After completing this section, you should be able to
- write an equation to illustrate a Claisen condensation reaction.
- write a detailed mechanism for a Claisen condensation reaction or its reverse.
- identify the product formed in a given Claisen condensation reaction.
- identify the ester and other reagents needed to form a given β‑keto ester by a Claisen condensation reaction.
- Claisen condensation reaction
You have already seen that ethyl acetoacetate‑type compounds are very useful in organic syntheses. Any reaction which results in the formation of these compounds will also be of importance. In the next section, you will see how the range of β‑keto esters that can be prepared by this method is extended through the use of two different esters as starting materials.
Because esters can contain α hydrogens they can undergo a condensation reaction similar to the aldol reaction called a Claisen Condensation. In a fashion similar to the aldol, one ester acts as a nucleophile while a second ester acts as the electrophile. During the reaction a new carbon-carbon bond is formed. The product is a β-keto ester. A major difference with the aldol reaction is the fact that hydroxide cannot be used as a base because it could possibly react with the ester. Instead, an alkoxide version of the alcohol used to synthesize the ester is used to prevent transesterification side products.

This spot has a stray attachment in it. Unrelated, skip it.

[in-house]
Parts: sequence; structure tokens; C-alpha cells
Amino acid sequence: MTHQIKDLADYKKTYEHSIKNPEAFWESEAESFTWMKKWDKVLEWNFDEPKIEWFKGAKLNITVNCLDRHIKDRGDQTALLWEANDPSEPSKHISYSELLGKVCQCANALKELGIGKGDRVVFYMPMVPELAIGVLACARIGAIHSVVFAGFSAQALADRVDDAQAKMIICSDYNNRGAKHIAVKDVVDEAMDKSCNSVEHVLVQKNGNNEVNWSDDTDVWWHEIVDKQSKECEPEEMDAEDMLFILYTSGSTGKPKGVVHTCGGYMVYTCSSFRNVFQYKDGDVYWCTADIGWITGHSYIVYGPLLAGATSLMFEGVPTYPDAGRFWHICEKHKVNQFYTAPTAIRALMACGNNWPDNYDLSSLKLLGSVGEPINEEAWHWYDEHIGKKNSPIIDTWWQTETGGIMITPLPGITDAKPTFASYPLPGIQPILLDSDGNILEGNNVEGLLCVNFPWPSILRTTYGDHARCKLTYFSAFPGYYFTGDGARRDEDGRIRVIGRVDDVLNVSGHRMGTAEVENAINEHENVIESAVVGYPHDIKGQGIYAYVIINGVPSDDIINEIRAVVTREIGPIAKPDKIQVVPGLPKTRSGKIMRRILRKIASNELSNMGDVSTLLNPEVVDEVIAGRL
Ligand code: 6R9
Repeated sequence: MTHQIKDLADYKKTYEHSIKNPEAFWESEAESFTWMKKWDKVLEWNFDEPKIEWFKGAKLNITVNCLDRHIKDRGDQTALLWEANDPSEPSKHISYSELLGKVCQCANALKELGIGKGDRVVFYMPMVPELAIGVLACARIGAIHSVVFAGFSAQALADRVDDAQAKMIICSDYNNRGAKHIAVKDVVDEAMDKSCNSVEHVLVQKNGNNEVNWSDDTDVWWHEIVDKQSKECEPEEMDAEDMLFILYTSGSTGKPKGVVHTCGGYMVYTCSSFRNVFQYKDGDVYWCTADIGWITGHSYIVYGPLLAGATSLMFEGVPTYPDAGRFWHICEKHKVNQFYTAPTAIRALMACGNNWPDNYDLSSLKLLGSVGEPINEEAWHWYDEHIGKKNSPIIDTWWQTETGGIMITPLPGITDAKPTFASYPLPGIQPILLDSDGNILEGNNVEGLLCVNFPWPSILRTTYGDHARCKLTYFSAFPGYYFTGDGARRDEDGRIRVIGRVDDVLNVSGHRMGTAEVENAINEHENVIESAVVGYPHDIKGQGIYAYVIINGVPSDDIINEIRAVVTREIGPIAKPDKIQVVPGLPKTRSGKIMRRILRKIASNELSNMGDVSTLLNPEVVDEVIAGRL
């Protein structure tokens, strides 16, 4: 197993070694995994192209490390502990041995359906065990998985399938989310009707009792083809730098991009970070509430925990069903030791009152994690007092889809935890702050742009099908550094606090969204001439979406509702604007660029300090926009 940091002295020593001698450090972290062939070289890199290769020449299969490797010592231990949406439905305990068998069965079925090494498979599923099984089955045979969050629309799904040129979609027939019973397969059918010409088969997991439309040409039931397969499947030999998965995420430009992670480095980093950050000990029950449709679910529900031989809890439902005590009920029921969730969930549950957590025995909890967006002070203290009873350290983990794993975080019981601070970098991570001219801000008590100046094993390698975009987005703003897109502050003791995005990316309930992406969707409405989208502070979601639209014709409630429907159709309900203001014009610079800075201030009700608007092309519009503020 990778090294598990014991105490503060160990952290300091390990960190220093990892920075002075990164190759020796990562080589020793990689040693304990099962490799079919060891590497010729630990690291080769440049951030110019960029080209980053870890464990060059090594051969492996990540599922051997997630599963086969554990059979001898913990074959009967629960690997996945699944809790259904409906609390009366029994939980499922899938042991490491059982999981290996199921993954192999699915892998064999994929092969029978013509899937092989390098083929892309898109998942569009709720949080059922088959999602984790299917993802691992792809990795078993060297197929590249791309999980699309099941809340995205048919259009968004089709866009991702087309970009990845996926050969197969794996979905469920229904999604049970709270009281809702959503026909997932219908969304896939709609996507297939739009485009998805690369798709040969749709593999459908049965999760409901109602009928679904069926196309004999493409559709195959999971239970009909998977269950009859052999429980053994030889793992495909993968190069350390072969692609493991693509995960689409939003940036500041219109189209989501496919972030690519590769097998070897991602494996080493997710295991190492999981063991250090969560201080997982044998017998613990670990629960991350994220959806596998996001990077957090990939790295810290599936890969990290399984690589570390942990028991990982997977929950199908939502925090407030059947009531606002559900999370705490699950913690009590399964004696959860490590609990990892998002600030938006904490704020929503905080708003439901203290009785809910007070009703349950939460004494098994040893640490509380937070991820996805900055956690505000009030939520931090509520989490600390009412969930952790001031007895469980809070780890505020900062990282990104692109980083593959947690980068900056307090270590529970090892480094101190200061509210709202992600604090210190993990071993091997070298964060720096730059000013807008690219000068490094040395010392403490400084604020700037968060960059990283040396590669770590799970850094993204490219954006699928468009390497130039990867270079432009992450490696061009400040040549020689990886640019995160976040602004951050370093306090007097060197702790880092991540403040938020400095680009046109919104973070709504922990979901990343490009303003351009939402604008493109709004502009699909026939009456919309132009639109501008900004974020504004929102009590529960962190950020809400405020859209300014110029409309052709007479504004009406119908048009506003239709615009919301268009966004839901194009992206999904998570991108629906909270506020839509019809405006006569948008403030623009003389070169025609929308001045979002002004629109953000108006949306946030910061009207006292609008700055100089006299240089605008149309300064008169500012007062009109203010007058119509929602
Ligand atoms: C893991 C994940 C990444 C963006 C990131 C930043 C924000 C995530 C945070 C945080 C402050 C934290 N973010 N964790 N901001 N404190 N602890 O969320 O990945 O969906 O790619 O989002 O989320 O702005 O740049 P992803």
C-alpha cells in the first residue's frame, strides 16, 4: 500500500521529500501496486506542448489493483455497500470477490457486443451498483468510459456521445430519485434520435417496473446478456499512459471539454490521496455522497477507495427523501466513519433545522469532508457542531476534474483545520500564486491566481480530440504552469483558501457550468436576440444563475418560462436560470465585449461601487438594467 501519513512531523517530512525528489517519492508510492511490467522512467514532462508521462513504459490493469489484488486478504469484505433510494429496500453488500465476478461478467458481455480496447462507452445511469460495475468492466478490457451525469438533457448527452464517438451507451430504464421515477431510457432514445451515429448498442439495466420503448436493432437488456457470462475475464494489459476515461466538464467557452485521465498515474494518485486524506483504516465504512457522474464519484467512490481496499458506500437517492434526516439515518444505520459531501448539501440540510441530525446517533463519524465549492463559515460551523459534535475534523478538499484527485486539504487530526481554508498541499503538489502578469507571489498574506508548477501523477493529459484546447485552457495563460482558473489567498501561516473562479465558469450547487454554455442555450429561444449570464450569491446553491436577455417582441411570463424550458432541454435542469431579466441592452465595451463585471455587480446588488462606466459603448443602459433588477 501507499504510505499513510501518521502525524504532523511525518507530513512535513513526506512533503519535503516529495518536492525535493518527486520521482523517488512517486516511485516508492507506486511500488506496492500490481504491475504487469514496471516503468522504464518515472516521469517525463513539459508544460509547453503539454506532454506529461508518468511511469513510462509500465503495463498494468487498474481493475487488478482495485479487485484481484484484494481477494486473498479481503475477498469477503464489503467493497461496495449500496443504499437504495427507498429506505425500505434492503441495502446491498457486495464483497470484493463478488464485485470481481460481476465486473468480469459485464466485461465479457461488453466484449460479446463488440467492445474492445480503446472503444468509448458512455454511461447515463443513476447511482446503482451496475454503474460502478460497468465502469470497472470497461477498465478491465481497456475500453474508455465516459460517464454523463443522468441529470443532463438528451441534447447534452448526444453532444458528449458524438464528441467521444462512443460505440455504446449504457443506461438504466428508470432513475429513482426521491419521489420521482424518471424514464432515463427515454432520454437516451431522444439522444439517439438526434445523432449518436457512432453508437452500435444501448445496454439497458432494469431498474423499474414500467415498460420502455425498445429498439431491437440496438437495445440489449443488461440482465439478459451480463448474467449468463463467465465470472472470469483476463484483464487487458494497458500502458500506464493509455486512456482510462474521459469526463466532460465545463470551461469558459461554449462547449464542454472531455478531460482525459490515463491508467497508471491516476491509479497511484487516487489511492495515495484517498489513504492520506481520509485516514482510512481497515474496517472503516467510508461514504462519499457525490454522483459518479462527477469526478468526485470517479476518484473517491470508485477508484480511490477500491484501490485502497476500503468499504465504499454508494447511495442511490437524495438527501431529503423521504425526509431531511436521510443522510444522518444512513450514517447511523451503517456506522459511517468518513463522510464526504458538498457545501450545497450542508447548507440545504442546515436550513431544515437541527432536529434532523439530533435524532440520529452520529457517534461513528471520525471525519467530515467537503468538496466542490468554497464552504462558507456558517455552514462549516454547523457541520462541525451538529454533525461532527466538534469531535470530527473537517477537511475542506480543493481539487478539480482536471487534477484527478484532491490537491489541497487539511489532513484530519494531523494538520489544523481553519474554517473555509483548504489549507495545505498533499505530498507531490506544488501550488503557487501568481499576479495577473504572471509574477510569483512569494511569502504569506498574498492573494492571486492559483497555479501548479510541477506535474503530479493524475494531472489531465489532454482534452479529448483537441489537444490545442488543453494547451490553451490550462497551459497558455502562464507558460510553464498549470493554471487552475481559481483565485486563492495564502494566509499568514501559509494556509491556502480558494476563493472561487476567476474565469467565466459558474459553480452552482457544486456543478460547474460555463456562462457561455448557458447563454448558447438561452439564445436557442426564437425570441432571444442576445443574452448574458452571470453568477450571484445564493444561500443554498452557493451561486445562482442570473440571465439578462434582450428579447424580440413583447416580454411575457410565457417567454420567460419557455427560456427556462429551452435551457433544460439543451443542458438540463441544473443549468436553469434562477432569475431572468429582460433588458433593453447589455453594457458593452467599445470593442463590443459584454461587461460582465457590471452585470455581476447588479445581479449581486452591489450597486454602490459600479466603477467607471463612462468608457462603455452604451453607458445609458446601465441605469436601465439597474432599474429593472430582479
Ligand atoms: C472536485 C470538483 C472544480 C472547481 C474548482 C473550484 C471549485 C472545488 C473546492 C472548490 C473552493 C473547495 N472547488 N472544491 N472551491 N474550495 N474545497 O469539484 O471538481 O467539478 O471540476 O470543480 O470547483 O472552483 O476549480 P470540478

Going from reactants to products simply
Example 23.7.1: Claisen Condensation
Claisen Condensation Mechanism
1) Enolate formation
2) Nucleophilic attack
3) Removal of leaving group